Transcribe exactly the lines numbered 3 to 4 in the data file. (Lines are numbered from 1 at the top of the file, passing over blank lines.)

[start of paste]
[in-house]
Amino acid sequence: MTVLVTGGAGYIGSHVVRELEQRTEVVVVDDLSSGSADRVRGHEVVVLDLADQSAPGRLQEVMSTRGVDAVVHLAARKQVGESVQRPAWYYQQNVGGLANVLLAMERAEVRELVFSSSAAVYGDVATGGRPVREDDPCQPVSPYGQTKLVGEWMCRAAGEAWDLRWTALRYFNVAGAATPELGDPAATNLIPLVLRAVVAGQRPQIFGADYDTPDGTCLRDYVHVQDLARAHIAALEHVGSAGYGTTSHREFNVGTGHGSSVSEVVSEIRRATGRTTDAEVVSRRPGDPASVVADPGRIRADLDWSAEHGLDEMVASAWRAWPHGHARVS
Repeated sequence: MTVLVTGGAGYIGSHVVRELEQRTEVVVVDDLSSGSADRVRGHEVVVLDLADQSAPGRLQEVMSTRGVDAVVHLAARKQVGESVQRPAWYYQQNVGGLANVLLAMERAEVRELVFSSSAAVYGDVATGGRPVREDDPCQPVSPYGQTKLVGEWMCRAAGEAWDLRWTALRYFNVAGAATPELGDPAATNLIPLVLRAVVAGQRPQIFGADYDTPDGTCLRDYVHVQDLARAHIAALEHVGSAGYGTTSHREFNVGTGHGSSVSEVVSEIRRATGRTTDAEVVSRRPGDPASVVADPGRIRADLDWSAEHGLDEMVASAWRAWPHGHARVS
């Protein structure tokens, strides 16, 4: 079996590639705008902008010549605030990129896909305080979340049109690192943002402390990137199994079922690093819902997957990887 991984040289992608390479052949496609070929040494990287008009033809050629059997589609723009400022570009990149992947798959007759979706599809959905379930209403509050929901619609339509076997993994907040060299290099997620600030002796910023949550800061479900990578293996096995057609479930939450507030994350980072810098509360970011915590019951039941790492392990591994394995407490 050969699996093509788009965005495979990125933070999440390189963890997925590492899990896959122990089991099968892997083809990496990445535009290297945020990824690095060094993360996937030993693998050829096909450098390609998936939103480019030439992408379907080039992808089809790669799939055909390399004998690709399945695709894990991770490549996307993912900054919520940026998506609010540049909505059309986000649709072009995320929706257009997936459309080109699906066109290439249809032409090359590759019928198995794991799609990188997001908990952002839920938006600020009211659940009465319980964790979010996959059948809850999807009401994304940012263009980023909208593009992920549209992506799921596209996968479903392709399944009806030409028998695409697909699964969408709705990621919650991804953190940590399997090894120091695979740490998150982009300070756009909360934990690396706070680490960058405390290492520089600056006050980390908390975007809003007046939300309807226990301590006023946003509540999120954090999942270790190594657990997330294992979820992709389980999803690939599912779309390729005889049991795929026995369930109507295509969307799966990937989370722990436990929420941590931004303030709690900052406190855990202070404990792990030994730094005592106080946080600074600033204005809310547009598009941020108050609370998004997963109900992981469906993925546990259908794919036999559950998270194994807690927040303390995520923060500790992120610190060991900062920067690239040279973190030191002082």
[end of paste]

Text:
Repeated sequence: MTVLVTGGAGYIGSHVVRELEQRTEVVVVDDLSSGSADRVRGHEVVVLDLADQSAPGRLQEVMSTRGVDAVVHLAARKQVGESVQRPAWYYQQNVGGLANVLLAMERAEVRELVFSSSAAVYGDVATGGRPVREDDPCQPVSPYGQTKLVGEWMCRAAGEAWDLRWTALRYFNVAGAATPELGDPAATNLIPLVLRAVVAGQRPQIFGADYDTPDGTCLRDYVHVQDLARAHIAALEHVGSAGYGTTSHREFNVGTGHGSSVSEVVSEIRRATGRTTDAEVVSRRPGDPASVVADPGRIRADLDWSAEHGLDEMVASAWRAWPHGHARVS
């Protein structure tokens, strides 16, 4: 079996590639705008902008010549605030990129896909305080979340049109690192943002402390990137199994079922690093819902997957990887 991984040289992608390479052949496609070929040494990287008009033809050629059997589609723009400022570009990149992947798959007759979706599809959905379930209403509050929901619609339509076997993994907040060299290099997620600030002796910023949550800061479900990578293996096995057609479930939450507030994350980072810098509360970011915590019951039941790492392990591994394995407490 050969699996093509788009965005495979990125933070999440390189963890997925590492899990896959122990089991099968892997083809990496990445535009290297945020990824690095060094993360996937030993693998050829096909450098390609998936939103480019030439992408379907080039992808089809790669799939055909390399004998690709399945695709894990991770490549996307993912900054919520940026998506609010540049909505059309986000649709072009995320929706257009997936459309080109699906066109290439249809032409090359590759019928198995794991799609990188997001908990952002839920938006600020009211659940009465319980964790979010996959059948809850999807009401994304940012263009980023909208593009992920549209992506799921596209996968479903392709399944009806030409028998695409697909699964969408709705990621919650991804953190940590399997090894120091695979740490998150982009300070756009909360934990690396706070680490960058405390290492520089600056006050980390908390975007809003007046939300309807226990301590006023946003509540999120954090999942270790190594657990997330294992979820992709389980999803690939599912779309390729005889049991795929026995369930109507295509969307799966990937989370722990436990929420941590931004303030709690900052406190855990202070404990792990030994730094005592106080946080600074600033204005809310547009598009941020108050609370998004997963109900992981469906993925546990259908794919036999559950998270194994807690927040303390995520923060500790992120610190060991900062920067690239040279973190030191002082």